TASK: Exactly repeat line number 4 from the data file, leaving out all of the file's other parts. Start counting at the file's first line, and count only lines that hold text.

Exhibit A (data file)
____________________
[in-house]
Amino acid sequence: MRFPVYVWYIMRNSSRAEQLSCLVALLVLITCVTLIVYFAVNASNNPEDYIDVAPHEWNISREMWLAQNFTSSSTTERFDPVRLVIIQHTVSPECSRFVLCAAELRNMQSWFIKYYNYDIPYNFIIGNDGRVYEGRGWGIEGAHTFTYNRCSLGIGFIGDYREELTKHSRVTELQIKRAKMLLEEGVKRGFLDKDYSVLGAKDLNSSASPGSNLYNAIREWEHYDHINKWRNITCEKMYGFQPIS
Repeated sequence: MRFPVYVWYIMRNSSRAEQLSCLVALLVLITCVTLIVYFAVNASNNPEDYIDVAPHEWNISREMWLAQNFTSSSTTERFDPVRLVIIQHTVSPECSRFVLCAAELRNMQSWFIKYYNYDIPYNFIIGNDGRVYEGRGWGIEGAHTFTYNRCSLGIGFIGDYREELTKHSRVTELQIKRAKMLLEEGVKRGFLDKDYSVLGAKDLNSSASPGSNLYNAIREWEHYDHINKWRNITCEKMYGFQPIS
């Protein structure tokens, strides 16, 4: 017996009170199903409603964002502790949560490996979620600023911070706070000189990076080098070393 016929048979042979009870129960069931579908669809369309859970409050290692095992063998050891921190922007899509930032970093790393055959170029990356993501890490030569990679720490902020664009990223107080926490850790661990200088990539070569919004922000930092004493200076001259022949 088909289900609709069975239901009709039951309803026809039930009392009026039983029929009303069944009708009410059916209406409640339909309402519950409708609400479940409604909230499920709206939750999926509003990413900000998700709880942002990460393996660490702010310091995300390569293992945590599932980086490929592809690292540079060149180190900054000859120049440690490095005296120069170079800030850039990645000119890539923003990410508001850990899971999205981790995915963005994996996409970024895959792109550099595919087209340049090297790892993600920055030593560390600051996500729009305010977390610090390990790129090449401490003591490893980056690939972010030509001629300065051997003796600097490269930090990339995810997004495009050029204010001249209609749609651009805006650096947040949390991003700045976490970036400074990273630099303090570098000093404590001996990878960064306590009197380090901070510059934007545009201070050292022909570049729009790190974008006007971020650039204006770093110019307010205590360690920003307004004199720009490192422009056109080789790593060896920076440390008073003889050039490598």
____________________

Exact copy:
């Protein structure tokens, strides 16, 4: 017996009170199903409603964002502790949560490996979620600023911070706070000189990076080098070393 016929048979042979009870129960069931579908669809369309859970409050290692095992063998050891921190922007899509930032970093790393055959170029990356993501890490030569990679720490902020664009990223107080926490850790661990200088990539070569919004922000930092004493200076001259022949 088909289900609709069975239901009709039951309803026809039930009392009026039983029929009303069944009708009410059916209406409640339909309402519950409708609400479940409604909230499920709206939750999926509003990413900000998700709880942002990460393996660490702010310091995300390569293992945590599932980086490929592809690292540079060149180190900054000859120049440690490095005296120069170079800030850039990645000119890539923003990410508001850990899971999205981790995915963005994996996409970024895959792109550099595919087209340049090297790892993600920055030593560390600051996500729009305010977390610090390990790129090449401490003591490893980056690939972010030509001629300065051997003796600097490269930090990339995810997004495009050029204010001249209609749609651009805006650096947040949390991003700045976490970036400074990273630099303090570098000093404590001996990878960064306590009197380090901070510059934007545009201070050292022909570049729009790190974008006007971020650039204006770093110019307010205590360690920003307004004199720009490192422009056109080789790593060896920076440390008073003889050039490598």